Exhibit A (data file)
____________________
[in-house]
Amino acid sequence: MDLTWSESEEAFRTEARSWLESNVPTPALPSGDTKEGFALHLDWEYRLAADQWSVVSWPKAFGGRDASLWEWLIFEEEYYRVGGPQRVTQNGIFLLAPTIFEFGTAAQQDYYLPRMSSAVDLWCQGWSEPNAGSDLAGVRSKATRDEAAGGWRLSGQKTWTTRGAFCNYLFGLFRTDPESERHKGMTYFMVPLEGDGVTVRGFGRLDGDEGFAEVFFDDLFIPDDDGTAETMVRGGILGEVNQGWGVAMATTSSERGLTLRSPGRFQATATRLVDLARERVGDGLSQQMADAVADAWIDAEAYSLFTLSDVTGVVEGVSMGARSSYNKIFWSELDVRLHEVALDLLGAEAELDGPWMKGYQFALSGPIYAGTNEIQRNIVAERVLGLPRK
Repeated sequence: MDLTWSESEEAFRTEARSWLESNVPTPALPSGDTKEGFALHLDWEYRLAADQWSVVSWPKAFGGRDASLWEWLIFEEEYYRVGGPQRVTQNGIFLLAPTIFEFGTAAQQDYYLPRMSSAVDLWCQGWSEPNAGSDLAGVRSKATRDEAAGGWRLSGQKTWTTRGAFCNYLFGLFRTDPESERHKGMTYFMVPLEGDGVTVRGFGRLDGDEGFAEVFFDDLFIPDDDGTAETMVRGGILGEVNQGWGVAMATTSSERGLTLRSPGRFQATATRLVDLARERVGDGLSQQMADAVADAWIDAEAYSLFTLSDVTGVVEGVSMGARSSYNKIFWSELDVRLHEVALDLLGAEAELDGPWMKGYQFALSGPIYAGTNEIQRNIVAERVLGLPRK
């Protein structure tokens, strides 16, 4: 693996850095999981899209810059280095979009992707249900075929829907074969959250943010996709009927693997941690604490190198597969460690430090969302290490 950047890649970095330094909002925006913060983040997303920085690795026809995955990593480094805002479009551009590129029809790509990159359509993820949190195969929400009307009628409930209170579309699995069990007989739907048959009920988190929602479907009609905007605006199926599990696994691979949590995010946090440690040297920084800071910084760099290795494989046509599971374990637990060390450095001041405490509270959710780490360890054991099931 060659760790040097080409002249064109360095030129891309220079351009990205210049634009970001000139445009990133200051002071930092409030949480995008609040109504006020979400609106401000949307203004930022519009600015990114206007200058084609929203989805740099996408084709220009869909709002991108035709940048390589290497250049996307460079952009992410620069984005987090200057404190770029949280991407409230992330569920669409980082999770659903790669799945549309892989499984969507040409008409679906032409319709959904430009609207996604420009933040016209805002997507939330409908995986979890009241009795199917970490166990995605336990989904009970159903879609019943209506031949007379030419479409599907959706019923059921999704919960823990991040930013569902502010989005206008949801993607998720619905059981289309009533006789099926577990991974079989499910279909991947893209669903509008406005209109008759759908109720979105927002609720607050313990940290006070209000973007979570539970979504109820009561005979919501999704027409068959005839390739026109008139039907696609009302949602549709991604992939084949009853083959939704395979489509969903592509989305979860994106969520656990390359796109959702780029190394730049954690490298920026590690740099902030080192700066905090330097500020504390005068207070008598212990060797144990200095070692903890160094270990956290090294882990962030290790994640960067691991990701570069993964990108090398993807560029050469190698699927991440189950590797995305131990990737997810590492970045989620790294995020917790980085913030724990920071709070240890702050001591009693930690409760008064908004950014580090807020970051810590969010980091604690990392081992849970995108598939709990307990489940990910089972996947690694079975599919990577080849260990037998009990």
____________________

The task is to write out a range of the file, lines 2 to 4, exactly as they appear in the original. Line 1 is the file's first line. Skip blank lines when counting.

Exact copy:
Amino acid sequence: MDLTWSESEEAFRTEARSWLESNVPTPALPSGDTKEGFALHLDWEYRLAADQWSVVSWPKAFGGRDASLWEWLIFEEEYYRVGGPQRVTQNGIFLLAPTIFEFGTAAQQDYYLPRMSSAVDLWCQGWSEPNAGSDLAGVRSKATRDEAAGGWRLSGQKTWTTRGAFCNYLFGLFRTDPESERHKGMTYFMVPLEGDGVTVRGFGRLDGDEGFAEVFFDDLFIPDDDGTAETMVRGGILGEVNQGWGVAMATTSSERGLTLRSPGRFQATATRLVDLARERVGDGLSQQMADAVADAWIDAEAYSLFTLSDVTGVVEGVSMGARSSYNKIFWSELDVRLHEVALDLLGAEAELDGPWMKGYQFALSGPIYAGTNEIQRNIVAERVLGLPRK
Repeated sequence: MDLTWSESEEAFRTEARSWLESNVPTPALPSGDTKEGFALHLDWEYRLAADQWSVVSWPKAFGGRDASLWEWLIFEEEYYRVGGPQRVTQNGIFLLAPTIFEFGTAAQQDYYLPRMSSAVDLWCQGWSEPNAGSDLAGVRSKATRDEAAGGWRLSGQKTWTTRGAFCNYLFGLFRTDPESERHKGMTYFMVPLEGDGVTVRGFGRLDGDEGFAEVFFDDLFIPDDDGTAETMVRGGILGEVNQGWGVAMATTSSERGLTLRSPGRFQATATRLVDLARERVGDGLSQQMADAVADAWIDAEAYSLFTLSDVTGVVEGVSMGARSSYNKIFWSELDVRLHEVALDLLGAEAELDGPWMKGYQFALSGPIYAGTNEIQRNIVAERVLGLPRK
């Protein structure tokens, strides 16, 4: 693996850095999981899209810059280095979009992707249900075929829907074969959250943010996709009927693997941690604490190198597969460690430090969302290490 950047890649970095330094909002925006913060983040997303920085690795026809995955990593480094805002479009551009590129029809790509990159359509993820949190195969929400009307009628409930209170579309699995069990007989739907048959009920988190929602479907009609905007605006199926599990696994691979949590995010946090440690040297920084800071910084760099290795494989046509599971374990637990060390450095001041405490509270959710780490360890054991099931 060659760790040097080409002249064109360095030129891309220079351009990205210049634009970001000139445009990133200051002071930092409030949480995008609040109504006020979400609106401000949307203004930022519009600015990114206007200058084609929203989805740099996408084709220009869909709002991108035709940048390589290497250049996307460079952009992410620069984005987090200057404190770029949280991407409230992330569920669409980082999770659903790669799945549309892989499984969507040409008409679906032409319709959904430009609207996604420009933040016209805002997507939330409908995986979890009241009795199917970490166990995605336990989904009970159903879609019943209506031949007379030419479409599907959706019923059921999704919960823990991040930013569902502010989005206008949801993607998720619905059981289309009533006789099926577990991974079989499910279909991947893209669903509008406005209109008759759908109720979105927002609720607050313990940290006070209000973007979570539970979504109820009561005979919501999704027409068959005839390739026109008139039907696609009302949602549709991604992939084949009853083959939704395979489509969903592509989305979860994106969520656990390359796109959702780029190394730049954690490298920026590690740099902030080192700066905090330097500020504390005068207070008598212990060797144990200095070692903890160094270990956290090294882990962030290790994640960067691991990701570069993964990108090398993807560029050469190698699927991440189950590797995305131990990737997810590492970045989620790294995020917790980085913030724990920071709070240890702050001591009693930690409760008064908004950014580090807020970051810590969010980091604690990392081992849970995108598939709990307990489940990910089972996947690694079975599919990577080849260990037998009990």